March 5, 2009

Passing PRINCE2

Filed under: Tips — Tags: , — Webopius @ 10:05 pm

A few colleagues and myself have taken the PRINCE2 project management certification exams (Foundation and Practitioner) by taking the 1 week courses that include the exams. I thought it might be useful for those of you who are considering taking the PRINCE2 exams to share some practical tips that should certainly help you improve your chances of passing.

PRINCE2® is a Registered Trade Mark of the Office of Government Commerce in the United Kingdom and other countries

I’m sure I’ll revisit this article as I get more feedback from other successful PRINCE2 attendees, but here are my personal tips:

It’s an intensive course, clear your schedule!

The 5 day course including the Foundation and Practitioner exams involve a lot of work. Certainly the Monday to Wednesday are very busy covering the 8 PRINCE2 processes, 8 PRINCE2 components and 3 techniques.

You should free up your time during the week of the course and be prepared to work full days followed by up to 2 hours revision and additional work in the evenings. By Wednesday when you’ll probably take the foundation exam, you will be a PRINCE2 ‘Robot’ reciting the terminology without thinking.

Prepare, prepare, prepare

Quite a few people receive the PRINCE2 manual and preparation information for the course some weeks ahead. They then put this away until the weekend before the course and find they have over 400 pages of the PRINCE2 manual to read often supplemented by the training provider with 300 sample questions and additional material.

The course won’t have time to go through every word of the manual, so you need to read it beforehand.

You should open the PRINCE2 manual and start reading it a good two weeks before the course. Take your time; work through the sections and begin to get a general idea of how the processes and components fit together.

Don’t panic when you first start reading the material – there’s a LOT of information. Just get a feel for the concepts. After about 1 week, select a process at random and spend more time reading it. Importantly, understand the Context, Process Description, Role Responsibilities and the management components that are inputs and outputs to the processes.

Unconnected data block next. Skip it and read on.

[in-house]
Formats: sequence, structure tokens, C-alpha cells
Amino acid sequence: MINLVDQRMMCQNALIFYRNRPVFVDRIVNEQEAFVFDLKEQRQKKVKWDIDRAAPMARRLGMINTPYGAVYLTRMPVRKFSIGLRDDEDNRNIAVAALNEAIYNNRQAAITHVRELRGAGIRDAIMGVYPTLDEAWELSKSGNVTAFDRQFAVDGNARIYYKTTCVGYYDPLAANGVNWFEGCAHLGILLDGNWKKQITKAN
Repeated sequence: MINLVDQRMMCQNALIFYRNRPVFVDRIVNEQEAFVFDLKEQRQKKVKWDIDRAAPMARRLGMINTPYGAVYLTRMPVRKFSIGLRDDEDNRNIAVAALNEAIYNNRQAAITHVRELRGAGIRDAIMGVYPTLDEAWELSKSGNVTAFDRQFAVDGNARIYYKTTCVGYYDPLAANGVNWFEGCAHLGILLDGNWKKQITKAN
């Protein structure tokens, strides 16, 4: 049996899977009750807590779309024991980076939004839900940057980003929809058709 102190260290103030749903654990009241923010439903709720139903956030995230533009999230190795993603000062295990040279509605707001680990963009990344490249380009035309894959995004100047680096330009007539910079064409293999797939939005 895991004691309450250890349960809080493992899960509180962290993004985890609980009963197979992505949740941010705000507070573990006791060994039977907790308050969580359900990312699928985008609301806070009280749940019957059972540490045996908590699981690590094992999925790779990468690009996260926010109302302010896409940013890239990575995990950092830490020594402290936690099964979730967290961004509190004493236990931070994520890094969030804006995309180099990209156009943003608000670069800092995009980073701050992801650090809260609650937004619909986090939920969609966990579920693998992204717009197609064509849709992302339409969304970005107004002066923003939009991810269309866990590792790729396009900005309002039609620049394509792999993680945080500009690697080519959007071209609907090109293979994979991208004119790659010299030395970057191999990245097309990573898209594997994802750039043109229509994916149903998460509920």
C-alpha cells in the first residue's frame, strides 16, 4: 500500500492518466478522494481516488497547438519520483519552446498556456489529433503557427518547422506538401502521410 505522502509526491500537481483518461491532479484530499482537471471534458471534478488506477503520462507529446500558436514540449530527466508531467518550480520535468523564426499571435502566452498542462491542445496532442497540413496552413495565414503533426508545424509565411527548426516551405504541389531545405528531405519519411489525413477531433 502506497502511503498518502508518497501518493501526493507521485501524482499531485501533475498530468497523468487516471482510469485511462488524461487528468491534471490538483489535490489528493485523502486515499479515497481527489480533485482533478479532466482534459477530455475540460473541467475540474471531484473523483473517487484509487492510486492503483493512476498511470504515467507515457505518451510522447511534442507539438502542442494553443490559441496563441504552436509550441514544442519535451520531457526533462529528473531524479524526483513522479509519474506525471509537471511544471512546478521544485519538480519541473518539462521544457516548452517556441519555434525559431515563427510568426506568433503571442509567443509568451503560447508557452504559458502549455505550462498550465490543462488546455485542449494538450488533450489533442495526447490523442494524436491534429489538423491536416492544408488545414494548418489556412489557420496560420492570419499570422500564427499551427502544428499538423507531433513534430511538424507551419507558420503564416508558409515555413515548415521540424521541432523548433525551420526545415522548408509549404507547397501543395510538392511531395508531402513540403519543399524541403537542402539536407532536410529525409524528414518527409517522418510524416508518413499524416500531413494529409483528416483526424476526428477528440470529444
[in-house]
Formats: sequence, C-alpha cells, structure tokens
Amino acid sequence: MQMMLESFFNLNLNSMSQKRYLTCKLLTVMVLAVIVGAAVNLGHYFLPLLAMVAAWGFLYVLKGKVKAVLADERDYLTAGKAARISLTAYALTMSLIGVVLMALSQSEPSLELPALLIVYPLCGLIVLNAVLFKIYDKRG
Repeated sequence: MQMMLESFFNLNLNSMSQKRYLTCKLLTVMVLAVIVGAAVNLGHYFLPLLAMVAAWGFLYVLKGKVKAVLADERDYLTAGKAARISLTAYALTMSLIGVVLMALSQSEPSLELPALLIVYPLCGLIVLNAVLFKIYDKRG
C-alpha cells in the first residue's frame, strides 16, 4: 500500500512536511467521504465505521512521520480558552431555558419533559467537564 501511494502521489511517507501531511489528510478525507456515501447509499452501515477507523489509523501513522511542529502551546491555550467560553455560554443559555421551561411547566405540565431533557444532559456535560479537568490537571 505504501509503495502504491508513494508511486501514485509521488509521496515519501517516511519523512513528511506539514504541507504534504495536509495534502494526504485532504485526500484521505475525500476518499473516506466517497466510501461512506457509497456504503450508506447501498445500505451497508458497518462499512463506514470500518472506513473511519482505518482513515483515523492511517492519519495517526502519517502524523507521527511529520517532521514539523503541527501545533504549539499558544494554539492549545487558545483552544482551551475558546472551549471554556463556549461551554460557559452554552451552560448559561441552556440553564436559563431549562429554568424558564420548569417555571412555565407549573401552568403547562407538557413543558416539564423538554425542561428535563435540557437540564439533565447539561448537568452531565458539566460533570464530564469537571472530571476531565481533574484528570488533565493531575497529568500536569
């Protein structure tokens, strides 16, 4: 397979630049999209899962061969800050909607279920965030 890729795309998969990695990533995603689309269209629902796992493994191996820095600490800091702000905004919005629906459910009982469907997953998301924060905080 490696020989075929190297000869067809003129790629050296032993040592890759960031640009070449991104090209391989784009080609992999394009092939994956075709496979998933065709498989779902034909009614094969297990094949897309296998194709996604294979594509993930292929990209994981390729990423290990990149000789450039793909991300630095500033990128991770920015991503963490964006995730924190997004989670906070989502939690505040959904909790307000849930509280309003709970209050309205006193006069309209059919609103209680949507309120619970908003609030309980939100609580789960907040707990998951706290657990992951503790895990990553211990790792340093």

Do the example foundation questions

Many of the PRINCE2 course providers supply a CD with about 300 sample foundation questions on. Spend as much time as possible running this before your course. The first time, if you are like me, you’ll get about 35% and worry! Don’t. As you read more of the material, it’ll all start to make sense and you should start to comfortably improve your scores prior to the course.

Open book, multiple choice, easy eh? Wrong.

There’s been a fair bit of chat online that the new PRINCE2 exam with open book and multiple choice answers is too easy. FAR from it. The questions are actually designed very well with various techniques used to ensure you are fully stretched. It’s a tough exam.

You should definitely listen to the advice from your course tutor about how to approach answering specific question types. This will definitely make a positive difference to the quality of your answers.

Draw a process diagram in your manual

You can take your PRINCE2 manual into the practitioner exam but you cannot take anything else. What you CAN do though is write notes in your own handwriting in the manual. At the back, there are conveniently a few blanks pages. On one of these a big tip is to draw a flowchart of all the PRINCE2 processes and their relationships.

Your course provider should be able to supply you with this diagram which you’ll need to copy. Some people prefer a timeline based diagram – just use whatever helps you best.

Note down Key Learning points at the back of your manual

As you work your way through the processes and components you’ll pick up useful ‘one liners’ – for example; Business Cases – Always two; one for Customer, one for Supplier. I found it useful to have a ‘Business Case’ section (along with other components) at the back of my manual under which I’d note these Key Learning Points.

Highlight phrases in your manual

During the exam, you’ll find you have relatively little time to actually look at the manual. When you do, you’ll want your eye to pick up important areas quickly.

Highlight key phrases or rules within the manual so that during the exam you don’t have to spend too much time reading through all the material to get to the point you need.

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